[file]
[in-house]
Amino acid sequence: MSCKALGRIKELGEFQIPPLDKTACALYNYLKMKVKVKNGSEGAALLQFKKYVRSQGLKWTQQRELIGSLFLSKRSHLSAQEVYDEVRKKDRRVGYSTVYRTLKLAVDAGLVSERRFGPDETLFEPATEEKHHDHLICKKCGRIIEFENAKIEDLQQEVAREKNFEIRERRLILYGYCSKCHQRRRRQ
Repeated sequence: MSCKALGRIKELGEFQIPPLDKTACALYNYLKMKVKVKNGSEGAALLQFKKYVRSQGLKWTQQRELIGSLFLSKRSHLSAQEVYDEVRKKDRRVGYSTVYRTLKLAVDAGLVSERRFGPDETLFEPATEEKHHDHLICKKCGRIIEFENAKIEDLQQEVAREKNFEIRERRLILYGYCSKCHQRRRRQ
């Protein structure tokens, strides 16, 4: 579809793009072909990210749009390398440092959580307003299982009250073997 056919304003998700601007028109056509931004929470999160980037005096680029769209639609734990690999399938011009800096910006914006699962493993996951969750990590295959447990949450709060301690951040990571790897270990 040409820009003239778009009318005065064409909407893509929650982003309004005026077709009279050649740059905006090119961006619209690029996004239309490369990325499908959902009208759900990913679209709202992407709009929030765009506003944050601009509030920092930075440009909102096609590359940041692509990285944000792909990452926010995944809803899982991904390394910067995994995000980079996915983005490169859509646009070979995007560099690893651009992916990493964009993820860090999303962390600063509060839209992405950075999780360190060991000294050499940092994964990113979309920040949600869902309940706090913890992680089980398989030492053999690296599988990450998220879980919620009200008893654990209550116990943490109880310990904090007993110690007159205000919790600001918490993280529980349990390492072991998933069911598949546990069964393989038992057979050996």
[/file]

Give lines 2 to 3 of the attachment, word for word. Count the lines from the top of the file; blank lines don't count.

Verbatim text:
Amino acid sequence: MSCKALGRIKELGEFQIPPLDKTACALYNYLKMKVKVKNGSEGAALLQFKKYVRSQGLKWTQQRELIGSLFLSKRSHLSAQEVYDEVRKKDRRVGYSTVYRTLKLAVDAGLVSERRFGPDETLFEPATEEKHHDHLICKKCGRIIEFENAKIEDLQQEVAREKNFEIRERRLILYGYCSKCHQRRRRQ
Repeated sequence: MSCKALGRIKELGEFQIPPLDKTACALYNYLKMKVKVKNGSEGAALLQFKKYVRSQGLKWTQQRELIGSLFLSKRSHLSAQEVYDEVRKKDRRVGYSTVYRTLKLAVDAGLVSERRFGPDETLFEPATEEKHHDHLICKKCGRIIEFENAKIEDLQQEVAREKNFEIRERRLILYGYCSKCHQRRRRQ